Harking back to the taut psychological thrillers of the late 1980s, where multiplex screens were littered with films calibrated towards adult audiences, Australian actor/director Joel Edgerton’s feature debut, The Gift (2015) is a welcome slice of intelligent entertainment. Produced by Jason Blum’s Blumhouse Company that, for better of worse, has reshaped the multiplex landscape, Edgerton’s tight home-invasion thriller transcends genre, morphing into a chilling drama about the insidious effects of psychological abuse. Working from his own script, Edgerton eschews any form of exposition and introduces us immediately to childless couple Simon (Jason Bateman) and Robyn (Rebecca Hall).
The pair recently moved to Los Angeles for Simon’s new job at a successful security firm, and whilst out shopping for supplies they bump into an old classmate of his named Gordo (Edgerton). Simon struggles to place Gordo’s face, yet a series of unannounced visits (predominantly when Robyn is home alone), and a variety of surprise gifts soon jog Simon’s memory. As the weirdness escalates, and Gordo’s presence becomes increasingly unsettling it becomes clear that Simon and Gordo remain the same people they were at school – one a spiteful bully, the other his victim. From Ryan Gosling to Natalie Portman, there’s a growing tendency for actors to use their directorial debut to exhibit their artistic creativity, often resulting in a wildly self-indulgent and flamboyant mess of influences and desires. Edgerton’s debut is markedly different and it’s refreshing to see an actor who understands the importance of honing your craft.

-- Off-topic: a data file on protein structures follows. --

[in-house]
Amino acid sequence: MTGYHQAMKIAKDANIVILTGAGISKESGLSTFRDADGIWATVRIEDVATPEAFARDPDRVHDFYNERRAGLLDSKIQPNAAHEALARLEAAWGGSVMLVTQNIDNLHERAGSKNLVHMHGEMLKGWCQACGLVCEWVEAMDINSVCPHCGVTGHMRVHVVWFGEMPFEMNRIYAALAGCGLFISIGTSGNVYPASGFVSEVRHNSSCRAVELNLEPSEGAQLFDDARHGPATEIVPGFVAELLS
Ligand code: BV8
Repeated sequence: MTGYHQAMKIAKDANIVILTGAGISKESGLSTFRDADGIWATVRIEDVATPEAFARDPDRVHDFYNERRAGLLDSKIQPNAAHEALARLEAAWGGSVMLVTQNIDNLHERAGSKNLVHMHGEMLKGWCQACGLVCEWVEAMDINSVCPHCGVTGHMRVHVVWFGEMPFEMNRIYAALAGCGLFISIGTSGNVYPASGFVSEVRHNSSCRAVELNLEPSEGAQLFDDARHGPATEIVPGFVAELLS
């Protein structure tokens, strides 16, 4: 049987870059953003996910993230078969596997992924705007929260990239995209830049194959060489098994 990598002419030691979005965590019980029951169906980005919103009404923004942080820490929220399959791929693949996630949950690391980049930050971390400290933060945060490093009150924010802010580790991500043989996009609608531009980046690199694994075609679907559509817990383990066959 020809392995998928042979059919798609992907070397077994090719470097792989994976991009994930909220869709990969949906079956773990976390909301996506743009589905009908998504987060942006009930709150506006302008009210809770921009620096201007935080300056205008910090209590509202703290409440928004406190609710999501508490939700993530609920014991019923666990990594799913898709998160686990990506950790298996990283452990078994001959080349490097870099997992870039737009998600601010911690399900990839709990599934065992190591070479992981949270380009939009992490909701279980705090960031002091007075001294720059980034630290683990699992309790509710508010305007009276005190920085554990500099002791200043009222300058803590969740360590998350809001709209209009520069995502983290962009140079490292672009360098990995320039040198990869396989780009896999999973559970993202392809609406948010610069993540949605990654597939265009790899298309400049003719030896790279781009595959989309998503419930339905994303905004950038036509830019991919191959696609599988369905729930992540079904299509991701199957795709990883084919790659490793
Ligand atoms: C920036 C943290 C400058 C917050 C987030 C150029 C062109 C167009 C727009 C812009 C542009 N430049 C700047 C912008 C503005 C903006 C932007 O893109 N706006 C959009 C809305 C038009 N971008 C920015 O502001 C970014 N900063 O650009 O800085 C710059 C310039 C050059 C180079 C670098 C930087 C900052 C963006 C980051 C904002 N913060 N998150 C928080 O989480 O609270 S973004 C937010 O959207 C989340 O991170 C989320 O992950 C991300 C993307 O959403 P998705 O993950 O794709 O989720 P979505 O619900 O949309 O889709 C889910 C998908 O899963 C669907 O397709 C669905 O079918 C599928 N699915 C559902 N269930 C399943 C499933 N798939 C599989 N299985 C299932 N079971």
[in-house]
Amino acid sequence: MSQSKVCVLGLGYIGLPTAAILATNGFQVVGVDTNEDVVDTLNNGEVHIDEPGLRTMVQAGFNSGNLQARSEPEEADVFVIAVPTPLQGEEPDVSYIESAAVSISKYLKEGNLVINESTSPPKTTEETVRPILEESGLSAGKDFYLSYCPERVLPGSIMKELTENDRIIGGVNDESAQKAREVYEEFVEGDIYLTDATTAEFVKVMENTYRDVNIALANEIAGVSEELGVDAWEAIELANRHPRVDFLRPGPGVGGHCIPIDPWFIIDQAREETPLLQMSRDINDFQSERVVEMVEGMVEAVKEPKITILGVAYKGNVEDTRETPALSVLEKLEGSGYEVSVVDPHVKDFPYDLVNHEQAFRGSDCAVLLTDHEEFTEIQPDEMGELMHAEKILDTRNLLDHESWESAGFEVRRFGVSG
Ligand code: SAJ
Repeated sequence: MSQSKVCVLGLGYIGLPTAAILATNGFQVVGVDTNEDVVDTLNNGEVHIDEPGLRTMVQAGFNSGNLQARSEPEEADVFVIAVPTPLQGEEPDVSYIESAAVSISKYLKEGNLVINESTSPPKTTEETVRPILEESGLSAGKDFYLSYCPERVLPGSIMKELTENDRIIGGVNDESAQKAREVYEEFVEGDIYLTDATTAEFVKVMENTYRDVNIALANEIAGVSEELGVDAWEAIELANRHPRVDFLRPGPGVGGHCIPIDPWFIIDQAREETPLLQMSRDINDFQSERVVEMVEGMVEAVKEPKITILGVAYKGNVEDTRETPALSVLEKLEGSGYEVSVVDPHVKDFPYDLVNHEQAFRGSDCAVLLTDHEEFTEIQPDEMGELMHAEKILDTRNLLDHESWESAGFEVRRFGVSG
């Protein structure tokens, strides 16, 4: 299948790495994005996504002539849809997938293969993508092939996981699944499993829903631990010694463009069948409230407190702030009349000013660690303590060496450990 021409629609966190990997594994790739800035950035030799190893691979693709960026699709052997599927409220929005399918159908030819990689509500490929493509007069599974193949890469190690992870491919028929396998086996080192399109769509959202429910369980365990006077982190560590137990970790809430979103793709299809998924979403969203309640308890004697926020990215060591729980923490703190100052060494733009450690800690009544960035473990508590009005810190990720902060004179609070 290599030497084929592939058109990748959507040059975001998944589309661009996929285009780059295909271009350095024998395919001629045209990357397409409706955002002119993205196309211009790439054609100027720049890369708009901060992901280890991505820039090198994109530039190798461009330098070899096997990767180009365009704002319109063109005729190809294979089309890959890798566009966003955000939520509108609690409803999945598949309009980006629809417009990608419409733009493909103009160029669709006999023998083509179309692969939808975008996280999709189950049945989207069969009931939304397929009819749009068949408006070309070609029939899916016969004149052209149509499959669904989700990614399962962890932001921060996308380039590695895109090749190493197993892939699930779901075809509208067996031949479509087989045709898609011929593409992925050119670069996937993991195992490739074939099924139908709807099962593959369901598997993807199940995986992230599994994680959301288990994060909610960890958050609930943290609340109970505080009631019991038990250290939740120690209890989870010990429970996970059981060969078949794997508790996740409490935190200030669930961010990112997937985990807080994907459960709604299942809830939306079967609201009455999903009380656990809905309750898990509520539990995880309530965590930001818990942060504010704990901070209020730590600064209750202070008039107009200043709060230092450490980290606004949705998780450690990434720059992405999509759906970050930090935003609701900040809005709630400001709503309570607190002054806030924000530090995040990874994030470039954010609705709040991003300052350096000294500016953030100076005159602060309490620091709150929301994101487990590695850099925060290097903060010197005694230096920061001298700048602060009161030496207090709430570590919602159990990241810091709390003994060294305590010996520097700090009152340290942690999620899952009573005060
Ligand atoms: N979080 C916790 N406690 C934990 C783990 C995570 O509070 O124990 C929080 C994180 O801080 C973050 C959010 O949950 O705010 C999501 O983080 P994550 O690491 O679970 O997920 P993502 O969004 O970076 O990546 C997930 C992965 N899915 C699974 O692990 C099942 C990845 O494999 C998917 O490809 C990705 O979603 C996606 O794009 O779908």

Knowingly playing with the audience’s familiarity with the genre, Edgerton adroitly employs recognisable tropes such as shock cuts, slow pans and sinister music to ratchet-up the tension. As this taut story unfurls, the audience is led willingly down a well-trodden path of genre clichés whilst all the time blindsided to the film’s true agenda as Edgerton subtly lays the foundations of a far more relatable and disturbing horror. There’s something more complex bubbling below this familiar revenge narrative. Simon and Gordo’s conflict may take centre stage, yet it’s the invisible victimisation of Robyn that turns this rote thriller into something far more relevant. Robyn who, for reasons undisclosed, has decided not to return to work, is constantly viewed through doors of their ostentatious condominium or the misted glass of the shower, which appear like translucent walls of a domestic prison.
The dimension of Robyn’s emotional abuse is cleverly suggested through intelligent framing and Eduard Grau’s chillingly low-key cinematography, incarcerating her within her own home. Bateman and Edgerton’s performances may steal the spotlight but throughout the film Hall traverses an astonishing range of emotions, from joy to complete psychological disintegration, her perspective of events key to understanding the film’s message. In its final twist, The Gift falls back on genre conventions yet leaves the audience plenty to mull over if they wish to look beyond a simple tale of bullying. The Gift might not smash the boundaries of genre filmmaking but therein lies its appeal; a smart, well-made thriller that balances high-minded cinema with genre thrills.
Patrick Gamble | @PatrickJGamble